April marked the first “normal” month for Kaitlin in a while. March was crazy after a huge Facebook fan page shared her Etsy shop, February’s numbers were a bit skewed due to a lot of custom work for a friend’s wedding, and January we were on vacation for a big chunk of the month.
So it was nice to see things settle into place a bit during April. Let’s look at what that means for the numbers.
The quick stats:
Traffic: 13,706 unique visitors; -0.1% m/m
Gross Revenue: $5,189.08; -24.7%% m/m
Net Revenue: $3,947.70; -21.0% m/m
The Chart Porn:
April saw a big drop in revenue over March. But as I alluded to in the introduction, this was more a result of March being an outlier than April being particularly poor.
Miss Bizi Bee Traffic Breakdown
Traffic was basically unchanged on a month-over-month basis. Direct traffic took the biggest hit, falling about 10%. Social traffic was also down about 5%. But the bump in organic traffic cushioned these blows with a 7% increase.
Here’s a look at the different traffic channels compared to March:
While it’s a bit disappointing that traffic hasn’t been growing since the start of the year, there is a silver lining. Organic traffic is actually growing slowly. In fact, April marked a new all-time record for organic traffic:
So as long as organic traffic can continue increasing, even if it’s slowly, the blog will continue to grow and should produce increasingly more revenue.
Miss Bizi Bee Revenue Breakdown
As is usually the case, most of Kaitlin’s revenue came via her Etsy shop in April.
Of the $— in revenue here’s how it broke out by channel: Etsy (91.15%), Amazon affiliate links (7.82%), Amazon Ads (0.49%), AdSense (0.25%); Digital Revenue (0.29%):
After March’s craziness, Etsy was a lot more consistent during April. Here’s a look at Kaitlin’s orders during the month:
Note that the revenue shown here does not include revenue generated via shipping. It was nice that things were business as usual and there were no surprises or huge, abrupt orders to deal with.
Revenue generated from just blogging came in at almost 9% of total revenue in April. This is actually the third largest percentage if you look back on all previous months. And if you exclude all the custom work Kaitlin did in February it would be the second largest.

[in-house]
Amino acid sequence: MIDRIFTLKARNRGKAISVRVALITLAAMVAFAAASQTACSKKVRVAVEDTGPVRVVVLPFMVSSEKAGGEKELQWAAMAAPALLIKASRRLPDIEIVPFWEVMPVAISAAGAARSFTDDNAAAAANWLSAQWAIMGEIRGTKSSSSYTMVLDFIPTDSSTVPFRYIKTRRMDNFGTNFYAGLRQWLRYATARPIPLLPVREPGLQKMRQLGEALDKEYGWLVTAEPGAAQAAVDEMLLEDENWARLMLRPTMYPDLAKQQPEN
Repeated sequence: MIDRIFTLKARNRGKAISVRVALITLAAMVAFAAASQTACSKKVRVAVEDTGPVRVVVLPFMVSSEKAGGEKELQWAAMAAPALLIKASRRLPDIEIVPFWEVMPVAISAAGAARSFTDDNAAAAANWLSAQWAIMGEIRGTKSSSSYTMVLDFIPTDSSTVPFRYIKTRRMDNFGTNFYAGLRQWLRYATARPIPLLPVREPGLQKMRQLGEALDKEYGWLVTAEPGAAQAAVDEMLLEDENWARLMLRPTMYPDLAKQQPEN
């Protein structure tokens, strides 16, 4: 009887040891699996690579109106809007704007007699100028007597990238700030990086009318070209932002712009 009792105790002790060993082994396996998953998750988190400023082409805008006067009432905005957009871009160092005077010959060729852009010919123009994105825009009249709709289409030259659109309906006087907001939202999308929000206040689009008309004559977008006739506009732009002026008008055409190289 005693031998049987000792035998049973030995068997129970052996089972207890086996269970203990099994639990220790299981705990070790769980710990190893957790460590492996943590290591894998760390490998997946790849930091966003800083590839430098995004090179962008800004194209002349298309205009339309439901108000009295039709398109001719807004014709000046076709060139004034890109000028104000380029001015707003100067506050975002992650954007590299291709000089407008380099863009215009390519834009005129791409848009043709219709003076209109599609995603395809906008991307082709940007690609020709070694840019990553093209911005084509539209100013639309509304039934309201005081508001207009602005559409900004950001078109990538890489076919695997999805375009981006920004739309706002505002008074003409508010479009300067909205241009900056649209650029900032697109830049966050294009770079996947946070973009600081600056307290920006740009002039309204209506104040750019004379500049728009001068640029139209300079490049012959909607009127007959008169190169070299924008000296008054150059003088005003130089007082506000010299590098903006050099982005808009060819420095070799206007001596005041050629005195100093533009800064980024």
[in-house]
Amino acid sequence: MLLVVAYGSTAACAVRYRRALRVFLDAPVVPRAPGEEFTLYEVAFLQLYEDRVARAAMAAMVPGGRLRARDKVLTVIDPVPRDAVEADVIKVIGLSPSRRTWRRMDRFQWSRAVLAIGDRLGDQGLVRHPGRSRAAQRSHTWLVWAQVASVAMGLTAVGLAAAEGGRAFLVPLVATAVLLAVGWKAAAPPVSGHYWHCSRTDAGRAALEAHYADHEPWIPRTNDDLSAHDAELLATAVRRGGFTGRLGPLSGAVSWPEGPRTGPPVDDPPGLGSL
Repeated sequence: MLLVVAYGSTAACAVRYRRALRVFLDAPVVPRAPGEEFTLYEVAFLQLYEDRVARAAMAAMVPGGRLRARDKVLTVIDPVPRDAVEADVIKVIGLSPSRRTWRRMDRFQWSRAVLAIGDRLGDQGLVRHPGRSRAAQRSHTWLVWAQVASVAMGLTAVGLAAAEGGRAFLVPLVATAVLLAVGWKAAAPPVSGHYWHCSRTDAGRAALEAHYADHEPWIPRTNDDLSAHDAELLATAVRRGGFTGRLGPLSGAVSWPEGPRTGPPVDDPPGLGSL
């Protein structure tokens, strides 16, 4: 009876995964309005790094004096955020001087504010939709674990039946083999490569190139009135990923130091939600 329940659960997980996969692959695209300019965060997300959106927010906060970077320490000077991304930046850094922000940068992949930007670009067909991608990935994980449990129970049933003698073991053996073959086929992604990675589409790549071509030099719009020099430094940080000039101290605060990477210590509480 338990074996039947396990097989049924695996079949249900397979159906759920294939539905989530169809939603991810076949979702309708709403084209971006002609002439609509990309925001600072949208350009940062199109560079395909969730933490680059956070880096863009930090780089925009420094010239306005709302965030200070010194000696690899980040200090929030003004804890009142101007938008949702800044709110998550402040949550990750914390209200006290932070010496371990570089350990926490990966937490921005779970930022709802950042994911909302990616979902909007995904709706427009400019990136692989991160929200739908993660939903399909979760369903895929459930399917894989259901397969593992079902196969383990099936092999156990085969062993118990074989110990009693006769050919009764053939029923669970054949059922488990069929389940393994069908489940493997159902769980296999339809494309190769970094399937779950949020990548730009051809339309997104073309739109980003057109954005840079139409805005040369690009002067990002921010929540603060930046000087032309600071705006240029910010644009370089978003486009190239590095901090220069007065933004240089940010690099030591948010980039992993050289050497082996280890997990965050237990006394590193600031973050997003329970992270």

Amazon Affiliate Links
Blog revenue was led by Amazon affiliate link earnings. This is marks the third time Kaitlin has managed to earn more than $400 in a month from this revenue channel. It’s also the first time she’s had back-to-back months breaking the $400 mark.
So while April wasn’t a record, I’m still quite happy to see the consistency here. Leveling up is almost always preceded by plateauing after a new high, and I think that’s exactly what’s happening here. I wouldn’t be surprised to see Kaitlin break through the $500 barrier some time in the next few months and settle in at a higher level again before pushing to newer highs.
If we look at the revenue generated per thousand unique blog visits, we see it’s still very consistent around the $30 mark:
Again, this simply means that as Kaitlin’s blog traffic increases we’d also expect her Amazon earnings to increase at about $30/1,000 visitors. That’s been a pretty good bet the last six months, and I don’t expect it to change.
In March I threw some Adsense up on Miss Bizi Bee hoping to generate a little extra revenue for Kaitlin. A little is exactly what it generated.
That pattern continued in April with $12.95 coming in via Google Adsense. Hey, maybe Kaitlin will take me out for ice cream! 🙂
But in all seriousness, an extra $13 is an extra $13. At the end of the day, it’s nice to have some diversification in revenue streams even if they are such minor contributors. And just like with all blog generated revenue, this channel should grow as the blog traffic grows.